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In Loving Memory of My Beautiful Son


Born 21/9/1991 Passed On 29/9/2008


Michael in America January 2008


What is the CyberKnife® System?

The CyberKnife® Robotic Radiosurgery System is a viable, non-invasive alternative to surgery for the treatment of tumors

anywhere in the body. The treatment – which delivers high doses of radiation to tumors with extreme accuracy – offers new

hope to patients who have inoperable or surgically complex tumors, or who may be looking for an alternative to surgery.

The CyberKnife System uses image-guidance and computer controlled robotics to deliver multiple beams of high-energy

radiation to the tumor from virtually any direction. Designed to treat tumors anywhere in the body with sub-millimeter accuracy,

the CyberKnife System tracks the tumor’s position, detects any tumor or patient movement and automatically corrects the

treatment delivery. This outpatient procedure does not require anesthesia or invasive stabilizing frames. Most patients experience

 minimal recovery time and can return to normal activities almost immediately.

CyberKnife patient benefits:

  • Pain-free
  • Non-invasive
  • No anesthesia required
  • Outpatient procedure
  • No recovery time
  • Immediate return to normal activity
  • No invasive head or body frame
  • No breath holding during treatment
  • Fiducial free* - no implanted markers

(*for most procedures)


Cyberknife, Cancer Surgery Without Cutting, For Inoperable Tumours


Australian Dept Of Health Study, 2004



Today Tonight

Cyberknife Youtube

We Must Cut

 CancerCyberknife Locations Around The World

Cyberknife Centres

Cyberknife San Diego


Mount Sinai Hospital Cyberknife Treatments and Virtual Tour

Sinai Hospital was the first Maryland hospital to offer CyberKnife®.

The CyberKnife® Stereotactic Radiosurgery system is a computer-guided, linear accelerator mounted on a robotic arm. This noninvasive outpatient treatment enables doctors to treat multiple sites without making a single incision or immobilizing the patient in a stereotactic head frame. In fact, tumors previously thought to be inoperable can now be treated using the CyberKnife®. The level of accuracy achieved by the system allows for higher doses of radiation, which provide greater potential for killing tumors and curing the disease.

The CyberKnife® has many advantages over its predecessors. The maneuverability of the robotic arm makes treatment of irregularly shaped tumors possible and more effective.

Stereotactic radiosurgery is neither true radiation nor true surgery; it is a hybrid. The surgeon is wielding a mouse, rather than a scalpel, conducting virtual surgery on a tumor that, in many cases, could not be removed with actual surgery.

While surgical removal of many tumors may be preferred, depending on the patient’s age, medical history, the risks associated with surgery and the location of the tumor, the CyberKnife® can now be considered.

The CyberKnife® features two "eyes" to track minute changes in patient position during treatment. The eyes are two X-ray cameras positioned on either side of the treatment table that continuously monitor patient movement in three dimensions. Through its tracking system, the CyberKnife® detects even slight movements, thus allowing it to achieve extreme accuracy in dose delivery. Because of its great precision, the total treatment can be administered in as few as one treatment, whereas conventional radiation may require as many as 30 treatment sessions.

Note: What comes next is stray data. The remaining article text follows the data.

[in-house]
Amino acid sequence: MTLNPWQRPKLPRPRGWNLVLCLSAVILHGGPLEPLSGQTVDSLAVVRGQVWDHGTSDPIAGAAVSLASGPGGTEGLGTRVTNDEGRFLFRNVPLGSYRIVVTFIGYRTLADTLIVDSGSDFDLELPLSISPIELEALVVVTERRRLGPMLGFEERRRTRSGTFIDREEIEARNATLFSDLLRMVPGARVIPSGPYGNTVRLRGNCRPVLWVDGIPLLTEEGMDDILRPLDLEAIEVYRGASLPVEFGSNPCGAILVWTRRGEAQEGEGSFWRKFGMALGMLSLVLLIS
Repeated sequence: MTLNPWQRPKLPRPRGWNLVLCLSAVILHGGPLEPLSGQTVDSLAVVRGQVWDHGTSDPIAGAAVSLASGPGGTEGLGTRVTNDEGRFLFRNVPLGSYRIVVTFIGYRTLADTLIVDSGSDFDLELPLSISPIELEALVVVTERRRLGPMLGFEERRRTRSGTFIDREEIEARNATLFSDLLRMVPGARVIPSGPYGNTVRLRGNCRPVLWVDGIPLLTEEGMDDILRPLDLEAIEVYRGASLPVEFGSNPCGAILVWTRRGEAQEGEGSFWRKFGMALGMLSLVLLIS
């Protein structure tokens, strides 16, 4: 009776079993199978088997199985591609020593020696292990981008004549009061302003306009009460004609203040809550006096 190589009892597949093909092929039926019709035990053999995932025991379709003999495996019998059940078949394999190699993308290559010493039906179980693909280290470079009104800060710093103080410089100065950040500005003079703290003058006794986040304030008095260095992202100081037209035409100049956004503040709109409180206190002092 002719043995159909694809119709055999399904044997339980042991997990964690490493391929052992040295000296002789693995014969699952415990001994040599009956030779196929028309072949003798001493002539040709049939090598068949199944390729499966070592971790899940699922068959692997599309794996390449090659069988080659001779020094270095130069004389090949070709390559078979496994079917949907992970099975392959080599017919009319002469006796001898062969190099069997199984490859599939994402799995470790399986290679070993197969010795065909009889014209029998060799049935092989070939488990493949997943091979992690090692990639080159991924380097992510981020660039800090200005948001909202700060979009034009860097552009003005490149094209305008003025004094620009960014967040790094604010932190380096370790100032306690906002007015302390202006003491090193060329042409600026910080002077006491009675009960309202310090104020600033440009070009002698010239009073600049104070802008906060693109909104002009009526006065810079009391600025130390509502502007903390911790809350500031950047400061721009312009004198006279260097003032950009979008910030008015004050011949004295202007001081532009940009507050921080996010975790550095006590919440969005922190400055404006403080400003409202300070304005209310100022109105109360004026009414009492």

The CyberKnife® offers the most amazing form of true artificial intelligence. The technology is truly stunning, and the results have been spectacular for those patients who were not good candidates for surgery, particularly those with brain, spine or lung tumors.

Prior to the radiosurgery procedure, physicians gather data about a patient’s actual anatomy and the size, shape and location of the lesion from computed tomography (CT) or magnetic resonance imaging (MRI) scans. Instead of a head frame, a foam mold of the patient is used to immobilize the patient during treatment. Once a frame of reference for the patient and the lesion is determined, a surgeon and a radiation oncologist develop a computer-generated, three-dimensional treatment plan from which to direct the CyberKnife®’s rays to a certain depth of tissue.

For standard radiation treatment planning, doctors look at the tumor, the radiation dose and the desired solution. With CyberKnife®, inverse planning is used. The tumor is looked at, the normal structures around the tumor are looked at and then limits on the dosage are calculated to avoid damaging the normal structures.

During radiosurgery, a patient rests comfortably on the treatment couch without anesthesia while the robotic arm delivers a concentrated radiation dose to the tumor. Total treatment lasts from 30 minutes to one-and-a-half hours and requires very little recovery time. If necessary, treatments with the CyberKnife® can be given in fractions.

CyberKnife® is currently in use in approximately 120 locations worldwide. The potential of this technology is just being explored. It is currently used for both benign and malignant conditions in the brain, spine, lung, pancreas, liver and prostate. Developing applications are for abdominal and breast tumors


UNC Cyberknife Centre FAQ

Results from a clinical study of CyberKnife ? radiosurgery for locally advanced pancreatic cancer







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